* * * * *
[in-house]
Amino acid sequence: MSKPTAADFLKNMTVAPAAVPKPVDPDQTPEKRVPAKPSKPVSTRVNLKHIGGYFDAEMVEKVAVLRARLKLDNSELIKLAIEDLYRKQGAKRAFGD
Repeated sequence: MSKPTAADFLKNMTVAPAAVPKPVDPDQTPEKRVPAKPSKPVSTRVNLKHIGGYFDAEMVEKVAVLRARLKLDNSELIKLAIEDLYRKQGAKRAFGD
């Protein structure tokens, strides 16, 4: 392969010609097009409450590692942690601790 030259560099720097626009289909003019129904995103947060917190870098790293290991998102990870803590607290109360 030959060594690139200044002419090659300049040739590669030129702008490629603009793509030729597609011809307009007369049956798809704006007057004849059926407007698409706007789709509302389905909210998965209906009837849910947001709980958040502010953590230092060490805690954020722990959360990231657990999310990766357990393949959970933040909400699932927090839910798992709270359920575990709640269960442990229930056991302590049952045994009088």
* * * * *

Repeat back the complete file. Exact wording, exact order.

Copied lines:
[in-house]
Amino acid sequence: MSKPTAADFLKNMTVAPAAVPKPVDPDQTPEKRVPAKPSKPVSTRVNLKHIGGYFDAEMVEKVAVLRARLKLDNSELIKLAIEDLYRKQGAKRAFGD
Repeated sequence: MSKPTAADFLKNMTVAPAAVPKPVDPDQTPEKRVPAKPSKPVSTRVNLKHIGGYFDAEMVEKVAVLRARLKLDNSELIKLAIEDLYRKQGAKRAFGD
């Protein structure tokens, strides 16, 4: 392969010609097009409450590692942690601790 030259560099720097626009289909003019129904995103947060917190870098790293290991998102990870803590607290109360 030959060594690139200044002419090659300049040739590669030129702008490629603009793509030729597609011809307009007369049956798809704006007057004849059926407007698409706007789709509302389905909210998965209906009837849910947001709980958040502010953590230092060490805690954020722990959360990231657990999310990766357990393949959970933040909400699932927090839910798992709270359920575990709640269960442990229930056991302590049952045994009088």